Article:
Molybdenum, often referred to as “molly,” flies under most investors’ radars.
But the fact that this metal shares a name with an ecstasy-inducing party drug isn’t its only interesting trait.
In fact, molly is an incredibly strong silvery metal that can withstand extremely harsh conditions and high temperatures. Appropriately, it is used as an alloy in a multitude of products, like stainless steel, aircraft parts, industrial motors, circuit boards, and electrodes.
However, it’s not impervious to the current economic climate. Molybdenum’s price is down in the dumps along with most of the rest of the commodity sector.
But, the metal’s price may be close to a market bottom. And changes in production and Chinese policy mean that now may be the best time to invest in this little-known commodity.
Riding the Ups and Downs
Today, world production stands at approximately 270,000 metric tons, with China, the United States, and Chile representing the three top producers.
Despite three consecutive years of price declines, last year, the molybdenum market got off to a promising start, with prices reaching 21-month highs in April, fueled by fundamental strength.
But since then, it’s been a slippery downward slope. And now the market may be close to a bottom.
Copper and China Host the Party
Going forward, molybdenum supply growth will continue to hinge on supplies from copper mines that produce molybdenum as a by-product. That market share represents just over 50% of total molly production.
But with copper prices plummeting, there’s less incentive for copper miners to produce. And if they aren’t producing copper, there’s no molly created as a by-product.
Many producers expanded their operations from 2008 to 2012 when fundamentals in both the copper and molybdenum markets were actually good – remember those days? But now, molybdenum output looks set to fall due to the probable drop in copper production.
Furthermore, during the past two years, cost-cutting measures of the larger diversified miners have begun to delay development for many longer-dated copper projects, as well as some pure molybdenum plays.
For example, Thompson Creek Metals Company (TC) announced at the end of 2014 that it’ll suspend operations at its British Columbia-based Endako mine, of which it has a 75% stake.
In the near term, we also have China’s export and resource tax policies to thank for an unsteady price environment.
The government was slated to cancel the export tax on molybdenum, tungsten, and rare earth minerals, on January 1, in reaction to the World Trade Organization’s (WTO) ruling that these trade restrictions breached the organization’s rules and could not be justified on environmental grounds.
But the country has decided to keep its export duties in place for 2015 until further announcement, which will likely be in May. Chinese moly oxide has a 15% export tax and quotas on moly production have been limited to 25,000 metric tons.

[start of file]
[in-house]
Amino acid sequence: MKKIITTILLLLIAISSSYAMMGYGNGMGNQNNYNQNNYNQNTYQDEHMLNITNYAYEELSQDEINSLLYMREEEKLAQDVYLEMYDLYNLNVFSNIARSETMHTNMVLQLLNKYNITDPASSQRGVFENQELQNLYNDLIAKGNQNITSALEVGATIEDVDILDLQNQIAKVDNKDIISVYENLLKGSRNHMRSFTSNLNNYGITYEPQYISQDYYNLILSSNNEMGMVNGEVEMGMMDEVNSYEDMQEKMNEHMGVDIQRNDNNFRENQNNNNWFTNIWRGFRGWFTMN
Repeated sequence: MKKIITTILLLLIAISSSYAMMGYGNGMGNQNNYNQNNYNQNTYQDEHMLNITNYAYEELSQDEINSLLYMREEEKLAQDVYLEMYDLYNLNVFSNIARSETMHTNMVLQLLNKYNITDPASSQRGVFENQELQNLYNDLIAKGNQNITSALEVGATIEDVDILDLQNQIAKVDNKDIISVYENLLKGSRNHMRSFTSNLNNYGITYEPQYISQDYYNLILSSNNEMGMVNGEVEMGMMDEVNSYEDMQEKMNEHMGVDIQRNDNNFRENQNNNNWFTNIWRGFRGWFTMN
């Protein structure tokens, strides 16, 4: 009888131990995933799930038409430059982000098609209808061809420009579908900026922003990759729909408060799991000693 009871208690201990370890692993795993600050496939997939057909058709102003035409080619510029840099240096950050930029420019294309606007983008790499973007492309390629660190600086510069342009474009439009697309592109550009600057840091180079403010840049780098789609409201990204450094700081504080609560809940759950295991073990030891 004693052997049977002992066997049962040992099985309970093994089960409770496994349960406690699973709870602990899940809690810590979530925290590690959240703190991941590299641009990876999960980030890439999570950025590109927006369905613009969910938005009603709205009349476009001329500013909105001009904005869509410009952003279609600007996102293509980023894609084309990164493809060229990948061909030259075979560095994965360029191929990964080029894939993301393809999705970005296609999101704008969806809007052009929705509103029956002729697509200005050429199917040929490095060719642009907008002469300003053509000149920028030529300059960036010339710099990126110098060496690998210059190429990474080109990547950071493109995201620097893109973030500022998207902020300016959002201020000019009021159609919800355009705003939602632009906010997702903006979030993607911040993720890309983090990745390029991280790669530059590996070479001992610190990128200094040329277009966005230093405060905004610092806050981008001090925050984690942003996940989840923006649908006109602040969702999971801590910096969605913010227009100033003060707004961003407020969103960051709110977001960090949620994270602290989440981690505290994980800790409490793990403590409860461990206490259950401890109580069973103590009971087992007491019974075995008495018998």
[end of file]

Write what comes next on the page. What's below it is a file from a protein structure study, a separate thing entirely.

Should these duties remain in force beyond the middle of the year, the market will no longer fear the potential for an outflow of Chinese molly stockpiles, which would have the potential to drive prices even lower by creating a supply glut.
China is faced with a structurally elevated cost of production and adverse market conditions. As a result, production from its small- and medium-sized mines has declined over the past few years.
However, China’s growing economy is also a large source of demand for the metal.
Rising With Life in China
The CPM Group estimates that growth in global molybdenum demand was 3.1% in 2014, up from 2.9% in 2013, helped by the ongoing recovery in specialty steel usage.
The group also predicts that rising wealth and living standards in China and improvement in other emerging markets could also drive stainless steel consumption – and thus molybdenum – demand growth.
Long-term infrastructure, energy investments, and transportation are set to benefit the intensity of molybdenum’s use in the emerging markets and could drive stronger growth of molybdenum end use in the steel industry.
Non-metallurgical molybdenum consumption, such as molybdenum use in catalysts, is also projected to record robust growth.
The tech industry is lending support to its growth, too.
Molybdenum disulfide, (or molybdenite), has been garnering a fair amount of interest recently as researchers experiment with it to improve digital cameras and sodium-ion batteries.
Finally, molybdenum’s low price means that there’s little incentive to recycle it. Its recovery and recycling rate is typically no more than 10% to 30%.
So, if China keeps growing and miners keep cutting production, we could be at the cusp of a huge increase in the price of this metal as demand outpaces supply and economic forces take hold.
One can trade molybdenum futures on the LME (London Metals Exchange) under the symbol MO, with each contract representing six metric tons.
Futures trade daily out to three months, weekly three to six months, and monthly seven to 15 months, and are quoted in U.S. dollars per metric ton, as well as in yen, pounds, and euros.
On the equity side, valuations and prices are trading at very depressed levels.
Investors should look for companies that have sizable deposits and that are potential low-cost producers. Some of the larger producers include Freeport-McMoRan (FCX), Glencore Plc (GLEN.L), BHP Billiton Limited (BHP), and Nevada Copper Corp. (NCU.TO).
There are a few risks that could cause headwinds to molybdenum prices.
First, as I discussed earlier, uncertainty looms over what the Chinese government will do with the proposed changes in export and resource taxes.
Secondly, a looming surplus over the near- to medium-term horizon could weigh on annual prices through 2016.
Keep your eye on new developments at Chile’s Sierra Gorda, one of the world’s largest copper and molybdenum mines, which is expected to produce 50 million pounds of molybdenum beginning this year.